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When it comes to sentence structure and grammar, I’m often out of my depth. I tend to use too many commas, I hate semi-colons, and in my pre-marital days, I often ended a “Goodnight” sentence with a proposition.

 

Despite my lack of grammatical skills, I’m not too bad when it comes to spotting misconceptions about the meaning/use of certain words or phrases. Literary boo-boos if you will.

 

I don’t mean the ones where writers confuse their ‘there’s with their ‘they’re’s [and you can bet I checked that line a half dozen times]. I’m talking about the deliberately chosen, but factually incorrect, type of boo-boo.

 

Fire an arrow? Only if it's committed a sackable offence

When I did archery back in the seventies, the first thing the instructor told me – aside from saying that I was holding the bow back to front – was that you don’t ‘fire’ an arrow (not even a fire-arrow), you loose it, or shoot it.

Decimated – it’s not as bad as you think

If an attacking force is decimated, that doesn’t mean that most of them are killed, far from it.

 

The term comes from Roman times, when the punishment for a unit which fled the battlefield was decimation. The unfortunate soldiers drew straws, after which the one in ten (even more unfortunate) soldiers who’d drawn the shortest straws were stoned to death by their comrades, as a warning for anyone else in the army feeling less than courageous.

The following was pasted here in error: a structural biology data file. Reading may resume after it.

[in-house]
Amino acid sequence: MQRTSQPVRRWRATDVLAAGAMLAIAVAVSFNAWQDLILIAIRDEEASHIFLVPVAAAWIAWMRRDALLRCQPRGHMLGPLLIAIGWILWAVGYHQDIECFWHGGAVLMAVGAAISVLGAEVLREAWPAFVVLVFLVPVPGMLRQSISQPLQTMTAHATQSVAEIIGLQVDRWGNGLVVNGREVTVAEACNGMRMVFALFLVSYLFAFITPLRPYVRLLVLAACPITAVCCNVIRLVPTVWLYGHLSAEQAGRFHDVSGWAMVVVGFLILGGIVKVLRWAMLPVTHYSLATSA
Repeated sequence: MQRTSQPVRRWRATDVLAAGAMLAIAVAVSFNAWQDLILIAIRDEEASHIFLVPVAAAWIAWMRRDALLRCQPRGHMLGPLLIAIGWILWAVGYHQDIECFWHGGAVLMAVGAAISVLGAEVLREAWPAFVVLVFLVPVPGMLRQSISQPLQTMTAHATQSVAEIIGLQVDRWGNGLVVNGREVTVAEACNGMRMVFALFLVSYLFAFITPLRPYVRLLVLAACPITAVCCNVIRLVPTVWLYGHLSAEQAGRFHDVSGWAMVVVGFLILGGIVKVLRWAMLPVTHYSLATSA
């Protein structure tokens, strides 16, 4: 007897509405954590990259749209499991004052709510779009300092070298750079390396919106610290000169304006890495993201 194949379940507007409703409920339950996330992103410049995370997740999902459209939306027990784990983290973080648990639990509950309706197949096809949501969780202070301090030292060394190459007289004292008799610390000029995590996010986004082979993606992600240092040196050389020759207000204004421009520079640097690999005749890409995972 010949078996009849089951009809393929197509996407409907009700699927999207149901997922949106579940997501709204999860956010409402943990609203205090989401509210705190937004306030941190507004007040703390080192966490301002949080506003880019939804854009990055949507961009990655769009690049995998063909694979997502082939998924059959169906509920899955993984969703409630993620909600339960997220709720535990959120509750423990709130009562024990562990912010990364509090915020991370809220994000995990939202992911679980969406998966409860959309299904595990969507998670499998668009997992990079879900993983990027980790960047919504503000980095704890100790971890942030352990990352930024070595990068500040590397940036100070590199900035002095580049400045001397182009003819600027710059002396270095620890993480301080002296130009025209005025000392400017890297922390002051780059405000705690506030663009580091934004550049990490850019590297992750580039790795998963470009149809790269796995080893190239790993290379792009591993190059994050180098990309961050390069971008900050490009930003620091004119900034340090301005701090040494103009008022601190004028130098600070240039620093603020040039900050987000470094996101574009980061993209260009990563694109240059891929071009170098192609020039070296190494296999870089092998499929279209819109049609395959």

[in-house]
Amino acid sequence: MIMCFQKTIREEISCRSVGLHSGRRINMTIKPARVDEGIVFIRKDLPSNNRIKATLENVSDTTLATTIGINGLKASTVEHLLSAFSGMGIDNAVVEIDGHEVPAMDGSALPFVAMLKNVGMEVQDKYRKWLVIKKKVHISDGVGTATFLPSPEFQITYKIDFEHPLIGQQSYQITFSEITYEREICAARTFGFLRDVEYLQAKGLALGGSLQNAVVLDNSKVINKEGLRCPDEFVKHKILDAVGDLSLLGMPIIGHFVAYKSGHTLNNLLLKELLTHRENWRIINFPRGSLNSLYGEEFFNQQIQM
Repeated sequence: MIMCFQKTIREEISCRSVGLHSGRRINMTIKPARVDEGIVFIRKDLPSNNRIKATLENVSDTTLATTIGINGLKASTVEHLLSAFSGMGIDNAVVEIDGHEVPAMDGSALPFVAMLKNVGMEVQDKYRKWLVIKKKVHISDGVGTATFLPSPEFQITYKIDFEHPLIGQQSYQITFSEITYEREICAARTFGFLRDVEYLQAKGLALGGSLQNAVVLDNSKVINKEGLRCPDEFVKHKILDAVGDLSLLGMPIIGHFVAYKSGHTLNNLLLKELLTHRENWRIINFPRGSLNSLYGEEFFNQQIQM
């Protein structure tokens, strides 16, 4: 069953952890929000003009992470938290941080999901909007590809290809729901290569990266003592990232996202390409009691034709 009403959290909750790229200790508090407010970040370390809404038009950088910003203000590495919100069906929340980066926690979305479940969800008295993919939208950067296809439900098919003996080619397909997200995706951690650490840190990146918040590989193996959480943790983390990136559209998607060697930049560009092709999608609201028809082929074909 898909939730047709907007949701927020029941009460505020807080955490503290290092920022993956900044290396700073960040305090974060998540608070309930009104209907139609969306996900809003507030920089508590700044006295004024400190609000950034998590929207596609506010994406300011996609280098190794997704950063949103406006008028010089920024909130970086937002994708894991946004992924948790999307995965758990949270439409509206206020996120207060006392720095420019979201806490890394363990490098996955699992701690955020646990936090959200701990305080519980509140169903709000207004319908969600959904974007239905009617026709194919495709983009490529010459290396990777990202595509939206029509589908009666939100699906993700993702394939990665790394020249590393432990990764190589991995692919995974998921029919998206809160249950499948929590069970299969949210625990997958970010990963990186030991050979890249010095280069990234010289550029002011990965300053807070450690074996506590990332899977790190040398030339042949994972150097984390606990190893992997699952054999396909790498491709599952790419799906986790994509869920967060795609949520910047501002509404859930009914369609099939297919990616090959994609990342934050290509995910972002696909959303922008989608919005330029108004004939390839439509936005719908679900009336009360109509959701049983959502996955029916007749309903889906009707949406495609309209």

Smelly blood? Only if someone’s been drinking

Okay, so this as a misconception, rather than a mis-use, but I think it's worth noting that, aside from vampires and werewolves, who apparently have more sensitive nostrils than us mere mortals, people can’t smell blood. I learned this from Lew Preschel, a writer friend and retired doctor with many years of E.R. experience, though he did tell me the exception was when the patient had been drinking alcohol, in which case the stench was hard to ignore.

Cockney rhyming slang - I don't Adam and Eve it

I was born in Newcastle-Upon-Tyne, in the north east of England, so I can’t claim any natural-born expertise here, but isn’t the whole point of using Cockney-rhyming slang to make it hard for eavesdroppers to understand what's being said?

Assuming that’s correct, having supposedly authentic Cockney characters say things like ‘plates of meat’ [feet], and ‘apples and pears’ [stairs] makes no sense. Wouldn’t they just say ‘plates’ and ‘apples’?

 

Vikings – a mythical race with illogical headgear (who may have invented cupholders)

Did you know that Vikings never existed. 'Viking' isn’t even a name, it’s a verb. It was something the Danes did when they weren’t trading (admittedly they did a heck of a lot of it).